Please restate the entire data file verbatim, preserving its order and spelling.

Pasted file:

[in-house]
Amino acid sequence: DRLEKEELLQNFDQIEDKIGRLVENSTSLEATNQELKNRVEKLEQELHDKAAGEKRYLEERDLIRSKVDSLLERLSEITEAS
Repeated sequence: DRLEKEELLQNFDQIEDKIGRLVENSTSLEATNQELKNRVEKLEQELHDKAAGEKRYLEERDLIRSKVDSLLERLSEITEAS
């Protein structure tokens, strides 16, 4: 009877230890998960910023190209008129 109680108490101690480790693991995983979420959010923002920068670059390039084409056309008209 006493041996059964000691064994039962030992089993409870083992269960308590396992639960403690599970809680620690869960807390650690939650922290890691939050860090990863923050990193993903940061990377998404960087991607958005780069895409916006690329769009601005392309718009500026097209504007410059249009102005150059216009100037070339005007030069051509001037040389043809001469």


[in-house]
Amino acid sequence: DRLEKEELLQNFDQIEDKIGRLVENSTSLEATNQELKNRVEKLEQELHDKAAGEKRYLEERDLIRSKVDSLLERLSEITEAS
Repeated sequence: DRLEKEELLQNFDQIEDKIGRLVENSTSLEATNQELKNRVEKLEQELHDKAAGEKRYLEERDLIRSKVDSLLERLSEITEAS
């Protein structure tokens, strides 16, 4: 009877230890998960910023190209008129 109680108490101690480790693991995983979420959010923002920068670059390039084409056309008209 006493041996059964000691064994039962030992089993409870083992269960308590396992639960403690599970809680620690869960807390650690939650922290890691939050860090990863923050990193993903940061990377998404960087991607958005780069895409916006690329769009601005392309718009500026097209504007410059249009102005150059216009100037070339005007030069051509001037040389043809001469």